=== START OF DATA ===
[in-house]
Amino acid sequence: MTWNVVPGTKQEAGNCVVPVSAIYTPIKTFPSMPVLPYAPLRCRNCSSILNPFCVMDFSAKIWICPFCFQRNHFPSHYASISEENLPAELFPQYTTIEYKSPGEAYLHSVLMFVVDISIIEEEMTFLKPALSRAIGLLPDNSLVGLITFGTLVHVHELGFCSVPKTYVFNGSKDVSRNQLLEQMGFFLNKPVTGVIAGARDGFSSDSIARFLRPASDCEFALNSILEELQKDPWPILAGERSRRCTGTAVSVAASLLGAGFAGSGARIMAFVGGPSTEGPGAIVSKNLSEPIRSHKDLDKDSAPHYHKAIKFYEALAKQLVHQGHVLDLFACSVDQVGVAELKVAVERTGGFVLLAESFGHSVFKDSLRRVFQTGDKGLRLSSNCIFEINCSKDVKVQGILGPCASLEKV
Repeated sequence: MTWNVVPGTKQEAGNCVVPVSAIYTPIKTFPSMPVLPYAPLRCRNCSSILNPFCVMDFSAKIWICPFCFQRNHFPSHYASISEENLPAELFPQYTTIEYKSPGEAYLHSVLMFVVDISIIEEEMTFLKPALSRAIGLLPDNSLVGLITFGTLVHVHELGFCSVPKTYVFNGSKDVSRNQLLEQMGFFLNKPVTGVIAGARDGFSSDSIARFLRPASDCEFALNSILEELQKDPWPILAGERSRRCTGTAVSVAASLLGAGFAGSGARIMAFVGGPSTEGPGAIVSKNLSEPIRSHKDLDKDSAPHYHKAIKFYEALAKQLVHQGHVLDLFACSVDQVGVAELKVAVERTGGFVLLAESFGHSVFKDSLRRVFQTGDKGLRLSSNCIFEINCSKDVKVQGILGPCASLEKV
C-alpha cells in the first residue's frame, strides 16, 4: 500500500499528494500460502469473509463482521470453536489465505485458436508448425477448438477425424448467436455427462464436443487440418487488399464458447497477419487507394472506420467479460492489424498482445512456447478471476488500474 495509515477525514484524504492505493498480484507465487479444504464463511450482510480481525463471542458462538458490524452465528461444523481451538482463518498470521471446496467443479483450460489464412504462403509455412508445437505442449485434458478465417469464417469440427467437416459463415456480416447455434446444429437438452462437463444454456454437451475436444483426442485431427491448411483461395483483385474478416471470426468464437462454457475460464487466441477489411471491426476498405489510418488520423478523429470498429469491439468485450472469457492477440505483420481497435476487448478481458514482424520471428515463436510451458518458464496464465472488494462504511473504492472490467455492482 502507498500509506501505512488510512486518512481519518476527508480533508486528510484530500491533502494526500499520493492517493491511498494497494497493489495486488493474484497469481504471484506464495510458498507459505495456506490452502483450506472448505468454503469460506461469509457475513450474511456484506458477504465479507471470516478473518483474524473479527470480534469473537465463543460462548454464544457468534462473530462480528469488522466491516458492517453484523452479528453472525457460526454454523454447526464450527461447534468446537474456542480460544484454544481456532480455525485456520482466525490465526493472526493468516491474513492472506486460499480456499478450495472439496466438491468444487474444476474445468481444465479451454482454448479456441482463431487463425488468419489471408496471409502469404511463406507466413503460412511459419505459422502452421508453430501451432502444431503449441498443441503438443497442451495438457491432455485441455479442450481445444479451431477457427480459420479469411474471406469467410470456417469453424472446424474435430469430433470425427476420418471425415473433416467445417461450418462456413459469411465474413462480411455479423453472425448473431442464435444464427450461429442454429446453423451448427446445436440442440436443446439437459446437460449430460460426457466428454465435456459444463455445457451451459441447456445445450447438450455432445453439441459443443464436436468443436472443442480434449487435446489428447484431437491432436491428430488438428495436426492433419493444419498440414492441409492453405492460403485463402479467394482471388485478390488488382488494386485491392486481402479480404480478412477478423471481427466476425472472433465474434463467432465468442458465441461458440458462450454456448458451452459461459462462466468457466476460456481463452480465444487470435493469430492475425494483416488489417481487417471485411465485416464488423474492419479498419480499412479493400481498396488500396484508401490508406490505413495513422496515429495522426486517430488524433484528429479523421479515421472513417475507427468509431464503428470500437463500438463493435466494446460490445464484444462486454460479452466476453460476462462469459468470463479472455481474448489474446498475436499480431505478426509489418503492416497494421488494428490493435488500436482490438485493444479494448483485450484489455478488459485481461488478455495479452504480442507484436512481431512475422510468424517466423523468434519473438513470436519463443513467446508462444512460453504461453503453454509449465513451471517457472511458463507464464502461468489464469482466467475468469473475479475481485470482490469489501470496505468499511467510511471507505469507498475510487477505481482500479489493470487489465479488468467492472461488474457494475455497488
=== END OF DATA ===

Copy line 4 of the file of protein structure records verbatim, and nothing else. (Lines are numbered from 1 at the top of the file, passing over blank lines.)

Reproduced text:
C-alpha cells in the first residue's frame, strides 16, 4: 500500500499528494500460502469473509463482521470453536489465505485458436508448425477448438477425424448467436455427462464436443487440418487488399464458447497477419487507394472506420467479460492489424498482445512456447478471476488500474 495509515477525514484524504492505493498480484507465487479444504464463511450482510480481525463471542458462538458490524452465528461444523481451538482463518498470521471446496467443479483450460489464412504462403509455412508445437505442449485434458478465417469464417469440427467437416459463415456480416447455434446444429437438452462437463444454456454437451475436444483426442485431427491448411483461395483483385474478416471470426468464437462454457475460464487466441477489411471491426476498405489510418488520423478523429470498429469491439468485450472469457492477440505483420481497435476487448478481458514482424520471428515463436510451458518458464496464465472488494462504511473504492472490467455492482 502507498500509506501505512488510512486518512481519518476527508480533508486528510484530500491533502494526500499520493492517493491511498494497494497493489495486488493474484497469481504471484506464495510458498507459505495456506490452502483450506472448505468454503469460506461469509457475513450474511456484506458477504465479507471470516478473518483474524473479527470480534469473537465463543460462548454464544457468534462473530462480528469488522466491516458492517453484523452479528453472525457460526454454523454447526464450527461447534468446537474456542480460544484454544481456532480455525485456520482466525490465526493472526493468516491474513492472506486460499480456499478450495472439496466438491468444487474444476474445468481444465479451454482454448479456441482463431487463425488468419489471408496471409502469404511463406507466413503460412511459419505459422502452421508453430501451432502444431503449441498443441503438443497442451495438457491432455485441455479442450481445444479451431477457427480459420479469411474471406469467410470456417469453424472446424474435430469430433470425427476420418471425415473433416467445417461450418462456413459469411465474413462480411455479423453472425448473431442464435444464427450461429442454429446453423451448427446445436440442440436443446439437459446437460449430460460426457466428454465435456459444463455445457451451459441447456445445450447438450455432445453439441459443443464436436468443436472443442480434449487435446489428447484431437491432436491428430488438428495436426492433419493444419498440414492441409492453405492460403485463402479467394482471388485478390488488382488494386485491392486481402479480404480478412477478423471481427466476425472472433465474434463467432465468442458465441461458440458462450454456448458451452459461459462462466468457466476460456481463452480465444487470435493469430492475425494483416488489417481487417471485411465485416464488423474492419479498419480499412479493400481498396488500396484508401490508406490505413495513422496515429495522426486517430488524433484528429479523421479515421472513417475507427468509431464503428470500437463500438463493435466494446460490445464484444462486454460479452466476453460476462462469459468470463479472455481474448489474446498475436499480431505478426509489418503492416497494421488494428490493435488500436482490438485493444479494448483485450484489455478488459485481461488478455495479452504480442507484436512481431512475422510468424517466423523468434519473438513470436519463443513467446508462444512460453504461453503453454509449465513451471517457472511458463507464464502461468489464469482466467475468469473475479475481485470482490469489501470496505468499511467510511471507505469507498475510487477505481482500479489493470487489465479488468467492472461488474457494475455497488